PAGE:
If politics make strange bedfellows, wait till you hear what the America's Cup could have in store.

Informed sources say two of sailing's fiercest public enemies over the last five years -- San Diego Cupholder Dennis Conner and New Zealand yacht designer Bruce Farr -- could wind up toasting each other as teammates in a joint 1992 Cup defense effort.

Shocking? You bet. You may remember the news conference after the 1988 Cup debacle in San Diego, when a red-faced Conner turned to the designer of the just-vanquished New Zealand challenger and issued the immortal words:

"Get off the stage, you little {unprintable}, you're a loser."

Or you might look further back, to 1986 in Fremantle, Australia, when Conner wondered aloud in public why a fellow like Farr would choose to design a 12-meter Cup entry of fiberglass instead of the standard aluminum, "unless you wanted to cheat." Later, Conner called for an inquiry into the fiberglass hull and urged that core samples be drilled for testing.

The clear target each time was Farr, then and now the world's most successful yacht designer, who reacted with bitter indignation, particularly at the implication he would cheat.

A native New Zealander now living in Annapolis, Farr is the unanimous choice of knowledgable sailors as the top yacht designer of the '80s. Even Conner conceded that in an interview last year, saying: "If Joe Montana is the quarterback of the decade, Bruce Farr has to be the yacht designer of the decade. . . . Anybody in the world would love to have him design their boat."

Farr has drawn the lines for winners in just about every important big-boat class in the world. The top three finishers in the just-completed Whitbread 'Round the World Race were his; the top three in the 1989 Admirals Cup were Farr's; his Longobarda took the '89 maxiboat Worlds.

Now comes his longtime nemesis and once sternest detractor, apparently trying to lure him onto the Dennis Conner team.

Nobody would confirm it for the record yesterday, and Farr declined to respond to phone inquiries, but knowledgable sources at the highest levels of international sailing say Conner is wooing Farr to design his entry for the upcoming 1992 Cup off San Diego.

Well-placed sources in San Diego confirmed negotiations are under way with Farr and are at a "sensitive stage."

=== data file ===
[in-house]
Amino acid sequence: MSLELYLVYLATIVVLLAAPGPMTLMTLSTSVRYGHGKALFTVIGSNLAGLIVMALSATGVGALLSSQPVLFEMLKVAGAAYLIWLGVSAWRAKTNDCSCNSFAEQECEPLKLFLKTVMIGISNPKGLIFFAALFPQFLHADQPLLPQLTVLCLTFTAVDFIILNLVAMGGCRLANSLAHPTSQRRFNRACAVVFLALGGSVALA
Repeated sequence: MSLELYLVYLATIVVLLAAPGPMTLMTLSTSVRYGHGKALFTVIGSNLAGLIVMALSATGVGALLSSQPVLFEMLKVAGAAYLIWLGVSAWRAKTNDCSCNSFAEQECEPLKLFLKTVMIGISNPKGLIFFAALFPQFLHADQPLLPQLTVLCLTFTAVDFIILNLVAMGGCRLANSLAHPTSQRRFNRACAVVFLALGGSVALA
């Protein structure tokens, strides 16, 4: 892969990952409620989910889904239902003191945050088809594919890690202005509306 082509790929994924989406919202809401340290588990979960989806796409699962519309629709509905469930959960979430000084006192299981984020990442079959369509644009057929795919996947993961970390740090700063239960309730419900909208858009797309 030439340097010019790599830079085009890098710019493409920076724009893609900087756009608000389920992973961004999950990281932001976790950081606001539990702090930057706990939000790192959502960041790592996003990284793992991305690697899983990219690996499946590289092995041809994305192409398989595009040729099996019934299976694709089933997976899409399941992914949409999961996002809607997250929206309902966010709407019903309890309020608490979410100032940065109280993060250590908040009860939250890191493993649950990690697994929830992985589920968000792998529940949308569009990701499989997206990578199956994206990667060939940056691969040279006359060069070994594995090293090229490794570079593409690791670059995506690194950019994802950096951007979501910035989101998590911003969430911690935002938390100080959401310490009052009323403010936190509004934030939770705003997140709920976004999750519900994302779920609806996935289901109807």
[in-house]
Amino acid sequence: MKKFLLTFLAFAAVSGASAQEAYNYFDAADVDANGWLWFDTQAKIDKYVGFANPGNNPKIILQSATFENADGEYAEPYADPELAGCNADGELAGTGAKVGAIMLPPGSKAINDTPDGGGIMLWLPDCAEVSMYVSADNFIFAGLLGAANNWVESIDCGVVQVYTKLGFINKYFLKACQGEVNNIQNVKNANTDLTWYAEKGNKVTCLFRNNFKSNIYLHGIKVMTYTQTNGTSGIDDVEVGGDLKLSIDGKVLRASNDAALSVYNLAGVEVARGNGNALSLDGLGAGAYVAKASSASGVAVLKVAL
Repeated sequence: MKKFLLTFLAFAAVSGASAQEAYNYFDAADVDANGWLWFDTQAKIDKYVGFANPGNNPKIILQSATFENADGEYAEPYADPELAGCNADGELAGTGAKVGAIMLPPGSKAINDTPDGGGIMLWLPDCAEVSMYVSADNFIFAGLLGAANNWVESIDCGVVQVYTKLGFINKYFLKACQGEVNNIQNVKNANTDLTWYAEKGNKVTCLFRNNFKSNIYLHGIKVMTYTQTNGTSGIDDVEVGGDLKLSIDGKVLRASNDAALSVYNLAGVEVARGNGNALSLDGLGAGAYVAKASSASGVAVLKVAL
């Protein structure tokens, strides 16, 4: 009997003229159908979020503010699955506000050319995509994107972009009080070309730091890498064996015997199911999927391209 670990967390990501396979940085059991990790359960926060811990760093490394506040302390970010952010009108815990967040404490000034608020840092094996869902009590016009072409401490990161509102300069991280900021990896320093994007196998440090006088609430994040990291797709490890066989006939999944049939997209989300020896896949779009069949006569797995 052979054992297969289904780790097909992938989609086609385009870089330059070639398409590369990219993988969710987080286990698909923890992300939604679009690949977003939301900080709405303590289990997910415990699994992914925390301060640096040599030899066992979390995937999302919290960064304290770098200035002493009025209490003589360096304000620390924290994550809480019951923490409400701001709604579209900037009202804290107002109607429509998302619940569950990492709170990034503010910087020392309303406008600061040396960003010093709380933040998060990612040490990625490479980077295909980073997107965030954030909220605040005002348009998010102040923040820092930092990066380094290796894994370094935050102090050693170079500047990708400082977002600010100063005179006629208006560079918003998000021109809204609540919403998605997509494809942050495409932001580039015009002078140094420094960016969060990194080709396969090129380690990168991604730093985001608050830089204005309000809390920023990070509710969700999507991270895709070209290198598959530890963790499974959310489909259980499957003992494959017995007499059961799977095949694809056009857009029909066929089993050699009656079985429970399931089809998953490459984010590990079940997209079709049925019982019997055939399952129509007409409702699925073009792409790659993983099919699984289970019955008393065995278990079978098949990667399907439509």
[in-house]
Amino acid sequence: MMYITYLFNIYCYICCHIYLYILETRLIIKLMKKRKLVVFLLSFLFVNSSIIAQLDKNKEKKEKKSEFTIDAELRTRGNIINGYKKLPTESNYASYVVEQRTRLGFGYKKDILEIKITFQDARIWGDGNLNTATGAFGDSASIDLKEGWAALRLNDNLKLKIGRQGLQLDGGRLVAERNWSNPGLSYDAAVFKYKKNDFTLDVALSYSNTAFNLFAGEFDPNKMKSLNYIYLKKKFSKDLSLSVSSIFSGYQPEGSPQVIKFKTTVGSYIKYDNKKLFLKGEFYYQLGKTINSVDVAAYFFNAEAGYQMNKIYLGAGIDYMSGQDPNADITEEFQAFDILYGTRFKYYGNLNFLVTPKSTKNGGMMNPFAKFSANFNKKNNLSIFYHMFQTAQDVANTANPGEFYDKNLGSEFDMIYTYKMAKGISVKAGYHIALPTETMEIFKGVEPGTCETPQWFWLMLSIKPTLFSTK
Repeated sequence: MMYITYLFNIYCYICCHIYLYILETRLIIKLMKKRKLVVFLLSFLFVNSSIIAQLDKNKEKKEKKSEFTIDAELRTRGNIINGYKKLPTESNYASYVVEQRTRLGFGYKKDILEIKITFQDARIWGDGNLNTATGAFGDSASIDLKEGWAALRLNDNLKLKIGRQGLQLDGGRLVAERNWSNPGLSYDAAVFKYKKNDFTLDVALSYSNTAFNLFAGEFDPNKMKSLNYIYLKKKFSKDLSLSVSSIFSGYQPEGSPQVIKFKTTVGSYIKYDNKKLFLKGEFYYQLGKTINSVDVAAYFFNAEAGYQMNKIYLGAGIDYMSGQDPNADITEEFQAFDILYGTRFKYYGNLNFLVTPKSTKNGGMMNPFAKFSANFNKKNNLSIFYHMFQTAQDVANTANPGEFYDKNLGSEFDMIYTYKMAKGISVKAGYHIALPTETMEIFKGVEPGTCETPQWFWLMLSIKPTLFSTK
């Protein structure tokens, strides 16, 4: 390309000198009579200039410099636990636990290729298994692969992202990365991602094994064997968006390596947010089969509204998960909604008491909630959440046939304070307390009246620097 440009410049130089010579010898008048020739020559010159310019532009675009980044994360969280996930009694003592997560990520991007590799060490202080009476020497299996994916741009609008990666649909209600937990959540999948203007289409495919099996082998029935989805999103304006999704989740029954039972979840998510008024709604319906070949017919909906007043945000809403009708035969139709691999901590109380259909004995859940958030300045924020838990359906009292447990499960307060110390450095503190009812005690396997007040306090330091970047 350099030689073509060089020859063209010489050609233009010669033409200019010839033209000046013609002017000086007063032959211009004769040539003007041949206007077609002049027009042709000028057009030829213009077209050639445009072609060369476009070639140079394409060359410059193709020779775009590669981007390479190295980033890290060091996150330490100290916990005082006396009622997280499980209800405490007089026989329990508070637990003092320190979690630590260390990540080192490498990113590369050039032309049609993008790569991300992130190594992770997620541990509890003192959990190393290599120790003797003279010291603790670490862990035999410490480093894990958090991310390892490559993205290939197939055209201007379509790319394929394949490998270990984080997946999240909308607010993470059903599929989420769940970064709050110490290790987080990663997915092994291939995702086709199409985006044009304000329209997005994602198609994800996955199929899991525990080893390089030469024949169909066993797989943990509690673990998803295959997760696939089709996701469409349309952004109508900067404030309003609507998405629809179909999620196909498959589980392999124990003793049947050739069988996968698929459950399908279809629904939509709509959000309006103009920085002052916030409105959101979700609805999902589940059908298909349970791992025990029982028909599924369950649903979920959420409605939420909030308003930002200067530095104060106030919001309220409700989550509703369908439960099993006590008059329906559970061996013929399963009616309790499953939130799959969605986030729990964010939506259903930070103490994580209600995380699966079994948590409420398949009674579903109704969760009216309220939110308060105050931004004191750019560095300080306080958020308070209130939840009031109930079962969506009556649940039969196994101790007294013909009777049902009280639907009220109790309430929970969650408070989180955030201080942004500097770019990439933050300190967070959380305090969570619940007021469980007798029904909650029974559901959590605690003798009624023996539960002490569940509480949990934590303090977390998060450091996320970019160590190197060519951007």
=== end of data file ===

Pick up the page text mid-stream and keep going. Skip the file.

By virtue of his 10-year residence in the United States, Farr legally could design a Cup contender for either New Zealand or the United States. (Cup rules require that a competing boat be designed and built by residents or citizens of the country it represents.)

Whether Farr could swallow the bitter pill of working with his arch-enemy is a bigger question.

There's bad blood aplenty to overcome. The battle started four years ago in Australia, when Conner's Stars & Stripes and the Farr-designed 12-meter New Zealand, nicknamed "the Plastic Fantastic," were the top two contenders in challenge trials for the right to sail against an Australian defender for the Cup.

When New Zealand won two of its first three meetings with Conner and 35 of its first 36 races in challenger trials, Conner began a pitched assault, questioning the legality of the fiberglass entry. Later, members of his team suggested the attack was in part a diversionary tactic to distract the New Zealanders from the sailing task at hand.

Many think it worked, because when New Zealand and Stars & Stripes squared off in the best-of-seven challenger finals, Conner waltzed to a convincing 4-1 victory and went on to win the Cup.

But poison hung in the air. The dispute erupted again with a vengeance six months later when New Zealand syndicate chief Michael Fay filed a hostile Cup challenge, demanding a race for the Cup against Conner in a new, Farr-designed 132-footer -- a size not seen in sailing in half a century.

Conner responded by building a sleek catamaran, a move roundly derided and later unsuccessfully challenged in court as unsportsmanlike and illegal because it left Farr's monohull no chance to win.

Farr decried the race as a disgraceful mismatch, and when the debacle on the water concluded, Conner called him names that don't get printed in family newspapers.

Now comes Conner with a white flag, rarely seen in public. Will it work?

Unlikely. But the America's Cup is a weird affair that turns largely on the linchpin of money, and Conner claims he's close to announcing big corporate support for his '92 defense, even though he's fighting 10 other U.S. syndicates for money.

Meanwhile, 20 challengers from 15 nations have announced intentions to come to San Diego to try to take the Cup away. Racing will commence in January 1991 in a new class of 75-foot, ultralight fiberglass sloops.

Notable among the challenges is the entry of Fay, twice-defeated New Zealander. Won't Farr go with his countryman again? All that can be safely said is that he hasn't, so far.

But Farr and Conner side by side on the defense team?

It's bizarre!